# haegarr

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1. ## Help me understanding the diamond square algorithm

For terrain a possible outline to start: 1) compute the height field 2) perhaps clamp heights below sea-level to the height of the sea-level 3) use a color ramp For clouds a possible outline to start: 1) compute the height field 2) clamp the heights below "blue sky level" to that level 3) colorize the sky level to blue and blend other heights with a dark gray, using the blend factor proportional to the relative height Nevertheless, I don't understand why to inherit colors from corners somehow. I think because the entire area is the first square, using inherited colors would ever give a much too smooth colorization. There may be a sophisticated way I'm currently not aware of, so if you have a reference why inheriting colors please tell us...
2. ## Help me understanding the diamond square algorithm

The diamond-square algorithm is not about coloring but about height: It generates a height-map. I.e. it adds the 3rd (height) component in a semi-random fashion to a given 2D grid. You can, of course, do colorization by mapping height values into colors, but currently I don't see a meaning in "inheriting" color from the corners. So, what exactly is the goal of your attempt? What are the colors you mentioned good for? E.g., if you want to colorize the heigh-map like a terrain (white for snow on the mountains and such): Make a color ramp, take the resulting height of a grid point, normalize the height, and use the normalized height to address a color in the ramp.

AFAIS: The value of vertex_weight/@count is identical to the count of vertices in the skin mesh. It is also the count of numbers in the vertex_weight/vcount array. For each vertex in the mesh, in the order of the vertices, the value at index n in the vertex_weight/vcount array denotes how many influences are working on the vertex with index n. So in your example the vertex #0 has 5 influences, the vertex #1 has 5 influence, and so on. The numbers in vertex_weight/v array are to be interpreted as pairs. In your example the sequence of pairs is (0,1), (1,2), (2,3), (3,4), (4,5), (0,6), and so on. The first value of each pair denotes the bone (with the exception that a value -1 denotes the bind shape). The second value of each pair denotes the index into the weights array. Beginning with vertex #0, read the first number from vertex_weight/vcount as n, and then read the first n pairs from vertex_weight/v and interpret them being all influences on vertex #0. Then the next vertex, read the next number from vertex_weight/vcount as n, and then read the next n pairs from vertex_weight/v and interpret them as all influences on that vertex. Continue this for all remaining vertices.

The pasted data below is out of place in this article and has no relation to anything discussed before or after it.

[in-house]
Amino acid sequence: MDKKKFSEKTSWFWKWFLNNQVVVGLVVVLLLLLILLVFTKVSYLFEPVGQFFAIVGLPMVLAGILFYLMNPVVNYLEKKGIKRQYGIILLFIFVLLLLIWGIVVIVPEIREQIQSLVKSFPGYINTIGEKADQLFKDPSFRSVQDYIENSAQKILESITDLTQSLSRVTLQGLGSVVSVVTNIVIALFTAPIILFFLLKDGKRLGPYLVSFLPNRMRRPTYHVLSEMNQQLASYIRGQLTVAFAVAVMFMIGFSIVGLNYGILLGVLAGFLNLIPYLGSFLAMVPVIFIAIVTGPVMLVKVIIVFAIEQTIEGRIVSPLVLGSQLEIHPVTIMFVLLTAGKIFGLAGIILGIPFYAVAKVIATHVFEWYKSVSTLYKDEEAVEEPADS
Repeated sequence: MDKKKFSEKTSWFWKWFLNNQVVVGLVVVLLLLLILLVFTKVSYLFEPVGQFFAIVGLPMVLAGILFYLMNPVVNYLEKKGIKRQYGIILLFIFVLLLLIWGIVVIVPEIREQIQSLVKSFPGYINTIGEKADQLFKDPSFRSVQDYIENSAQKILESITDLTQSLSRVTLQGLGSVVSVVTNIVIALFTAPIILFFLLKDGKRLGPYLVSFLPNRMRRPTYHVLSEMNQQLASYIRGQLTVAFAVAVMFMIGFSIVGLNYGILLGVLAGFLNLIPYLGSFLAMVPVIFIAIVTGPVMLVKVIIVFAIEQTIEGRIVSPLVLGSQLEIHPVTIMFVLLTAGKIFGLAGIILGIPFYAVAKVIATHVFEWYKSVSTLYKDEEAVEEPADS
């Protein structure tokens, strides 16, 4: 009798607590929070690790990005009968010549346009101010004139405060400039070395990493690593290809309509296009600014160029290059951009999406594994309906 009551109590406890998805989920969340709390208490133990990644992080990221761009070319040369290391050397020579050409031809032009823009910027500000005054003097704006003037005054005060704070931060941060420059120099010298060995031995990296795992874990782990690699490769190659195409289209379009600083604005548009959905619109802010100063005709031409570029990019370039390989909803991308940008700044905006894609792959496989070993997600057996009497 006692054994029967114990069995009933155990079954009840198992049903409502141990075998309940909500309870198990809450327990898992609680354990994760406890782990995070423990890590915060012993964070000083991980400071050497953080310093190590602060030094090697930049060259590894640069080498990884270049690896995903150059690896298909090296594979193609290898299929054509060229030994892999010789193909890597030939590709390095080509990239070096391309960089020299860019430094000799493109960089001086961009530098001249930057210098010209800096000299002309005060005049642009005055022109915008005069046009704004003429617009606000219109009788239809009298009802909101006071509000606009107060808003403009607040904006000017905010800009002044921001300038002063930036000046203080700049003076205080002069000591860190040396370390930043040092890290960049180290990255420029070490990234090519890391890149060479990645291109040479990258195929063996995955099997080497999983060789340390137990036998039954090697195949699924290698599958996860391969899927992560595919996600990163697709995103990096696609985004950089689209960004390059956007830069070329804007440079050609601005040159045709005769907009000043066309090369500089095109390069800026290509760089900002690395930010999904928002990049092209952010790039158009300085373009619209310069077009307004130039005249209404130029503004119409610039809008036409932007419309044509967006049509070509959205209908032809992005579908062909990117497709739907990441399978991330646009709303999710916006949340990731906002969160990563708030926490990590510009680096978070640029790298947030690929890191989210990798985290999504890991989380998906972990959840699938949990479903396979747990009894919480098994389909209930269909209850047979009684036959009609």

4. ## Algorithm Logic in ECS?

But collision may change position and/or velocity of your player entity, wouldn't it? Hence is has been settled after collision.

6. ## Algorithm Turn based - Line of Effect for AI

Then obviously the full scan need to be replaced by a sparse scan. How many "combinations" of opponents may occur? E.g. an algorithm like this: for the current AI agent calculate the (squared) distance to all opponents on the map sort the list by distance foreach opponent in the list do if opponent is known to see the current agent break if opponent is known to not see the current agent continue determine and store visibility(agent, opponent) by casting a ray if visible break
7. ## C++ comparing 2 floats

At least: You need to use the absolute value of the difference, something like if (fabs(a-f) < epsilon) or else you check whether a is greater than f and is close to f or a is lesser than f regardless how close.
8. ## Algorithm Turn based - Line of Effect for AI

The opening post allows for much freedom, because it specifies no constraints or optimizations that may already be working. So I throw in some thoughts an hope they help ... Static geometry defines a-priorily known combinations of tiles between which LOS will never work. Hence baking a list of possible target tiles into each tile gives a subset of where further calculations are meaningful at all. This may not work well in case that the "sight" is very far. A variation of the above may be to bake a list of angle ranges describing direction that are blocked (or unblocked). This may work better in case that the "sight" is very far, or different characters have different demands on "sight". Pairs of tiles need to be investigated only if the one tile is occupied by the AI agent itself and the other is occupied by a (living) member of a hostile party. The effect range may restrict the distance of tiles that can be reached. Looking further than that would be meaningless. An order like scanning an inner ring (around the AI agent of interest) of tiles before scanning the next outer ring allows the algorithm to stop at the first hit; you're looking for the "nearest" tile, right? The computations are bi-directional. If an uninterrupted LOS is found from agent A to agent B, then it is also valid from agent B to agent A (but may perhaps be qualified with another view distance and/or effect range). Other way around the same: If agent A cannot see agent B, then agent B cannot see agent A.